When people ask me the most cutting edge new media event of 2012 I don’t hesitate. A comatose person rode her last hours of existence out serenaded by a dead person in an artform that they each brought back from the dead. To me, an artist is an artist, even in a coma.

When the new extension opened at Buku-Larrnggay Mulka Centre in Yirrkala a strange apparition appeared on the floor. Four perfect Gulumbu stars. This was probably the result of some complicated refraction of sunlight through the spherical skylights. But everyone knew that she had not been stopped by mortality. That extension is now called the Djotarra Wing in her honour.

Yolngu art is sacred art. It intersects with the commodified world in the same way that artists and artisans of religious icons in old Europe had wealthy patrons who showed their piety by sponsoring beauty.

But the most successful Yirrkala artist of the last decade never painted her own Gumatj clan sacred design. It was this same holy lady, Gulumbu Yunupingu, who painted the infinite stars as a portrait of global humanity. It was a philosophical statement rather than a religious one.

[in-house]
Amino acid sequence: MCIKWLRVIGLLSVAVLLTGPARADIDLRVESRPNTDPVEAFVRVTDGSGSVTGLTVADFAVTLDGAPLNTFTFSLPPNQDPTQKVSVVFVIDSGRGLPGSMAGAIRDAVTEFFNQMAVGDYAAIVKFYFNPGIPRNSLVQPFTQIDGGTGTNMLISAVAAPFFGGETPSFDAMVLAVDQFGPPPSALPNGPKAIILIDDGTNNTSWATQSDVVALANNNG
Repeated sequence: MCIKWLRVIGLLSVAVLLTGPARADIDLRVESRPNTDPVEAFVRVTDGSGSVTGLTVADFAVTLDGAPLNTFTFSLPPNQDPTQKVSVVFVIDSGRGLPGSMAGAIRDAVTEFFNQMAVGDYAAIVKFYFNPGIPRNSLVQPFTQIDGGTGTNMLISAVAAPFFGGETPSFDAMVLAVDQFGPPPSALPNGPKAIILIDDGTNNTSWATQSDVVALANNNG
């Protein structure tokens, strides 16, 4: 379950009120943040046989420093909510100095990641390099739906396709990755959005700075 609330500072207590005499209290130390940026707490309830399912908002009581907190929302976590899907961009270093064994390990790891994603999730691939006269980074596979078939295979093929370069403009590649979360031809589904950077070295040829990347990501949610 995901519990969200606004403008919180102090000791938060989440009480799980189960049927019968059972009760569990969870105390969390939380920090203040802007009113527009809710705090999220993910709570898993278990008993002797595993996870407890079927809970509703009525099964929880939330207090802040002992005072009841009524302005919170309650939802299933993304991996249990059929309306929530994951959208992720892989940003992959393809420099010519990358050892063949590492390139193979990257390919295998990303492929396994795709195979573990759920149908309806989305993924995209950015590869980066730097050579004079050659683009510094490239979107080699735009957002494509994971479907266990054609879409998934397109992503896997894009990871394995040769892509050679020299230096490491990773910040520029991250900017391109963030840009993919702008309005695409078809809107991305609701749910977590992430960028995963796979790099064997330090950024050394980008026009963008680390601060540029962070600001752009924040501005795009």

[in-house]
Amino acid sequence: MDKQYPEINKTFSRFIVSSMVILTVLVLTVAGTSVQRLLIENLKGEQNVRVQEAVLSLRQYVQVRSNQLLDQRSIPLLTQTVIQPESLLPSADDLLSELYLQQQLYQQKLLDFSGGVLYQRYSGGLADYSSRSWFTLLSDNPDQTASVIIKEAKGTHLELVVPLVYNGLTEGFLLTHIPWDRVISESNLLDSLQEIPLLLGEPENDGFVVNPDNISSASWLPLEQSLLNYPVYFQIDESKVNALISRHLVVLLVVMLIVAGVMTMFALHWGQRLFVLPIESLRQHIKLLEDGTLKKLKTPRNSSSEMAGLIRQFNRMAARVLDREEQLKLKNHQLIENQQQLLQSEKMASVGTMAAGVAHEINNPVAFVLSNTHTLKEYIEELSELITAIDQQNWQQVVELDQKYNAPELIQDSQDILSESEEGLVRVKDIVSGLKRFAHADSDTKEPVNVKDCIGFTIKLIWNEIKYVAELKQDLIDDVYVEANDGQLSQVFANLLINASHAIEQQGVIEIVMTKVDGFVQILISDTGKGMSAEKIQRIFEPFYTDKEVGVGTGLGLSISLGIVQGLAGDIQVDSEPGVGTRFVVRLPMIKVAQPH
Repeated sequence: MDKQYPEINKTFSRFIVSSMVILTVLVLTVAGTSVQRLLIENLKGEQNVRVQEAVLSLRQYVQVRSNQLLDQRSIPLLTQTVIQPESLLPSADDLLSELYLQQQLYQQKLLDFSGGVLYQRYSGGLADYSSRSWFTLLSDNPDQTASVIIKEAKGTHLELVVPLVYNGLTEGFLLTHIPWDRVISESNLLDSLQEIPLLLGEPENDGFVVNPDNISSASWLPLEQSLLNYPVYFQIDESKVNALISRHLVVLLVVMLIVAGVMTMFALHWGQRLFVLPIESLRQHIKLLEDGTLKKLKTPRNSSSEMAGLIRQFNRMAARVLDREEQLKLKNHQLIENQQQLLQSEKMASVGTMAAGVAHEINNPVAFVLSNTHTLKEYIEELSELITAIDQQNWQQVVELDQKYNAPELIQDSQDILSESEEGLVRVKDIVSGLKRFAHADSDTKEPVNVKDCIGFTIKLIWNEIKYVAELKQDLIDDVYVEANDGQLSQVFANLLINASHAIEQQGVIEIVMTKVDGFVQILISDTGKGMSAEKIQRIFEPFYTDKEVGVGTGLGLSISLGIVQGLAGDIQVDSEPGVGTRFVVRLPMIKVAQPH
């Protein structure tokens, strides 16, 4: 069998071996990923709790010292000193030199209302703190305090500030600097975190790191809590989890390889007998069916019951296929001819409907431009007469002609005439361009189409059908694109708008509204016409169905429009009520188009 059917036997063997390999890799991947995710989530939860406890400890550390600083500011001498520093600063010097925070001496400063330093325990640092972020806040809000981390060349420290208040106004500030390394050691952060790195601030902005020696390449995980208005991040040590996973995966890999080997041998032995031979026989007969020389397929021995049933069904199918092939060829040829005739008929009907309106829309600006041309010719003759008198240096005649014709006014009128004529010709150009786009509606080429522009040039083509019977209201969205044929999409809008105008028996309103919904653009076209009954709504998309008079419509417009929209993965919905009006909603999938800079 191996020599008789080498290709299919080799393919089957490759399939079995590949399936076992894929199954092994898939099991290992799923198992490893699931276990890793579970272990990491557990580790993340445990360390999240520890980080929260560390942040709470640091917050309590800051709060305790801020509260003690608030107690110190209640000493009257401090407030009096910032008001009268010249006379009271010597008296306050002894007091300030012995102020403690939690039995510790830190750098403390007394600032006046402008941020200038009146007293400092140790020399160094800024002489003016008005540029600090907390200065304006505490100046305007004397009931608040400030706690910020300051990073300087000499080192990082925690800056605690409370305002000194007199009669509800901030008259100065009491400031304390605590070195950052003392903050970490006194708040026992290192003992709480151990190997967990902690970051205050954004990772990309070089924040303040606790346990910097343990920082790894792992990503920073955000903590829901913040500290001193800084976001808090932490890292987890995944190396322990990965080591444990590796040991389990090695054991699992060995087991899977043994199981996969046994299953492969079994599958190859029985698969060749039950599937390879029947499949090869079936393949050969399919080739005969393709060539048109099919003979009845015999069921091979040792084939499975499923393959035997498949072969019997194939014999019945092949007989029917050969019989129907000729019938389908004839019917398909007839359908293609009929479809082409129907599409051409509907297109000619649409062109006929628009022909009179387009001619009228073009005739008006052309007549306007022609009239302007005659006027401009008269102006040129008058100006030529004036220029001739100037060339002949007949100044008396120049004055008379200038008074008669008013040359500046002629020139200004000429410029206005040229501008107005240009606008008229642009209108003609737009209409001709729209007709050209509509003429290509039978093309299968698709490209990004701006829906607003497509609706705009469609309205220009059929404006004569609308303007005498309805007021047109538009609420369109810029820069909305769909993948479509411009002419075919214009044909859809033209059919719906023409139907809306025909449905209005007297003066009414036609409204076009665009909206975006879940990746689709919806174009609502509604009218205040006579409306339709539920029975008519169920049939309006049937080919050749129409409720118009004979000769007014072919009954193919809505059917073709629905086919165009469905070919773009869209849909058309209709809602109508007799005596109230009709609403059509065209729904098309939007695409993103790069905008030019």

Her father Munggurrawuy spanned First Contact, rebelled against the Mission, fought the miners, founded his own town at Gunyungara, trumped his ceremonial challengers and fathered two Australians of the Year. His humour and courage pulsed through the community for his whole adult life.

A scene of one of Ian Dunlop’s seminal 29 Yirrkala Film Project movies has Munggurrawuy negotiating with Narritjin Maymuru who wants to cut a canoe tree from his country. Narritjin was the Forrest Gump of Yirrkala, a participant or witness to every major event of the 20th century; a boatboy at Dhakiyarr’s surrender, strafed by Japanese when Reverend Kentish was captured and beheaded, suggesting the Yirrkala Church Panels and probably the Bark Petition, and leading the Homeland Movement.